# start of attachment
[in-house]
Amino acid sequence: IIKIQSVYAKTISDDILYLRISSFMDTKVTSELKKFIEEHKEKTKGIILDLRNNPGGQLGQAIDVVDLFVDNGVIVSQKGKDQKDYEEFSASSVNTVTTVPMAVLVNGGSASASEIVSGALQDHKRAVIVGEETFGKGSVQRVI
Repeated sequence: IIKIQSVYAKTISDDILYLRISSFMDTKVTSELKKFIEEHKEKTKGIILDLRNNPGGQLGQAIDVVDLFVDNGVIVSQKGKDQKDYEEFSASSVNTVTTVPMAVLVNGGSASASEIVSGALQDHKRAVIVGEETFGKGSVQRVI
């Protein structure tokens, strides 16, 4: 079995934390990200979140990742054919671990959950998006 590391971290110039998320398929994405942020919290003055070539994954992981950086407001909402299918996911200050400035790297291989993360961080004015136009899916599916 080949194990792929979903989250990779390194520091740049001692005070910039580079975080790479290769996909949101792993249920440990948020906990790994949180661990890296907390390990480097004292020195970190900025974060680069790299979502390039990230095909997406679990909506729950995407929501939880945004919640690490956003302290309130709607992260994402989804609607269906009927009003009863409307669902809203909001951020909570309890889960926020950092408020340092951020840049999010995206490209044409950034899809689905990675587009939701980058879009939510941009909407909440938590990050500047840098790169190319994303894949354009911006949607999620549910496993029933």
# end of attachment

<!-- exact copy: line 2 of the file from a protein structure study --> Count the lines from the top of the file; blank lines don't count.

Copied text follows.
Amino acid sequence: IIKIQSVYAKTISDDILYLRISSFMDTKVTSELKKFIEEHKEKTKGIILDLRNNPGGQLGQAIDVVDLFVDNGVIVSQKGKDQKDYEEFSASSVNTVTTVPMAVLVNGGSASASEIVSGALQDHKRAVIVGEETFGKGSVQRVI